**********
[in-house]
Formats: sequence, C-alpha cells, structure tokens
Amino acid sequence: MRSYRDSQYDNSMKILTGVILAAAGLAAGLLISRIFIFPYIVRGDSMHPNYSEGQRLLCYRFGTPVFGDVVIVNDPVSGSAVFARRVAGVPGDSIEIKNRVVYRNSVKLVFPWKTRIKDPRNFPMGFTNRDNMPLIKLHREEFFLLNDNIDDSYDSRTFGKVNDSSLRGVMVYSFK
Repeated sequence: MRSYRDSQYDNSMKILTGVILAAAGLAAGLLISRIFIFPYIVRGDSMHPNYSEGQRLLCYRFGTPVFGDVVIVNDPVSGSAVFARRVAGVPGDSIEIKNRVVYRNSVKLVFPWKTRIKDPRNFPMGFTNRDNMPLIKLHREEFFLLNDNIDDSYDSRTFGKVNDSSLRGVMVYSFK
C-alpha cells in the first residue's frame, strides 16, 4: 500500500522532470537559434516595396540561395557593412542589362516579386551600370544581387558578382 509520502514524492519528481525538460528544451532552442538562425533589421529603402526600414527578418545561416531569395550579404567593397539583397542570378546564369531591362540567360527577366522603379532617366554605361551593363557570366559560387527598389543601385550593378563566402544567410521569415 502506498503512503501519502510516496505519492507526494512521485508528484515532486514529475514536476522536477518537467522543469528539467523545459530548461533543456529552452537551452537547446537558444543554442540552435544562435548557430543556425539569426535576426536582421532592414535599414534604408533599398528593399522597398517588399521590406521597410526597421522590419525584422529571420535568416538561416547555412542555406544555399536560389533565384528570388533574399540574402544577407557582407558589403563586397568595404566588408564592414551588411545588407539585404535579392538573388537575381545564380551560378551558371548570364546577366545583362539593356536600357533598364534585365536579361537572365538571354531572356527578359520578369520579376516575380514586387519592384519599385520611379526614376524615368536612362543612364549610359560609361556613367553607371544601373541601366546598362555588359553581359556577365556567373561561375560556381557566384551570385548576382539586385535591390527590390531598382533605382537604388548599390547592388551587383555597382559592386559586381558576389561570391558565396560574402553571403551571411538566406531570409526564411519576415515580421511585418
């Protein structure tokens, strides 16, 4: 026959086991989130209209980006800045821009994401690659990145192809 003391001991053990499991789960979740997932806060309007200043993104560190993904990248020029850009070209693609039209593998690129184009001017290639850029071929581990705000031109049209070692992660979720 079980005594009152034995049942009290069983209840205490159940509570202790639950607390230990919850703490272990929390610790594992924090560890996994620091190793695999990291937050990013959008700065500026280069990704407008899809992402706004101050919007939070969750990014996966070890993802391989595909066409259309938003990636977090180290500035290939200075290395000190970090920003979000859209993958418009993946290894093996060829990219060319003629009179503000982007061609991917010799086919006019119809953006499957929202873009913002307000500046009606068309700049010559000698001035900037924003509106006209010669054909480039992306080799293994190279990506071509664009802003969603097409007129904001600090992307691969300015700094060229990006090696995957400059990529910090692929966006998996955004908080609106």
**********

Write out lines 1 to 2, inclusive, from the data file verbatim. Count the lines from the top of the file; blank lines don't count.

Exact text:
[in-house]
Formats: sequence, C-alpha cells, structure tokens